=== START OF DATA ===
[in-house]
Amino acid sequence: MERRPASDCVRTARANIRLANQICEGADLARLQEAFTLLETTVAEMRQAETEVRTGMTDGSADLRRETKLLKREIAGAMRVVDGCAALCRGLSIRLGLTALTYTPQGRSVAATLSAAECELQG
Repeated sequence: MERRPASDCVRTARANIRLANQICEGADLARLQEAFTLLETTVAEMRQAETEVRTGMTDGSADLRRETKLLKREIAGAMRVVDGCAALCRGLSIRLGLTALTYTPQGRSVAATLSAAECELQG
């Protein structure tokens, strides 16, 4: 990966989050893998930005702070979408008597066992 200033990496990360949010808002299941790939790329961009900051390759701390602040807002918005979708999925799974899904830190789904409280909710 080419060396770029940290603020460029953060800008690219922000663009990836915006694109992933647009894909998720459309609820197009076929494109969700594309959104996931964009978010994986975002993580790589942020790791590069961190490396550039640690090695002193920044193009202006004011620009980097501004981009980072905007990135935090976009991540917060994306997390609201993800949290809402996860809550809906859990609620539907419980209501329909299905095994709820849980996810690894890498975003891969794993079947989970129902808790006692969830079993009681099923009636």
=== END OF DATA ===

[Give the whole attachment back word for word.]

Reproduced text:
[in-house]
Amino acid sequence: MERRPASDCVRTARANIRLANQICEGADLARLQEAFTLLETTVAEMRQAETEVRTGMTDGSADLRRETKLLKREIAGAMRVVDGCAALCRGLSIRLGLTALTYTPQGRSVAATLSAAECELQG
Repeated sequence: MERRPASDCVRTARANIRLANQICEGADLARLQEAFTLLETTVAEMRQAETEVRTGMTDGSADLRRETKLLKREIAGAMRVVDGCAALCRGLSIRLGLTALTYTPQGRSVAATLSAAECELQG
């Protein structure tokens, strides 16, 4: 990966989050893998930005702070979408008597066992 200033990496990360949010808002299941790939790329961009900051390759701390602040807002918005979708999925799974899904830190789904409280909710 080419060396770029940290603020460029953060800008690219922000663009990836915006694109992933647009894909998720459309609820197009076929494109969700594309959104996931964009978010994986975002993580790589942020790791590069961190490396550039640690090695002193920044193009202006004011620009980097501004981009980072905007990135935090976009991540917060994306997390609201993800949290809402996860809550809906859990609620539907419980209501329909299905095994709820849980996810690894890498975003891969794993079947989970129902808790006692969830079993009681099923009636």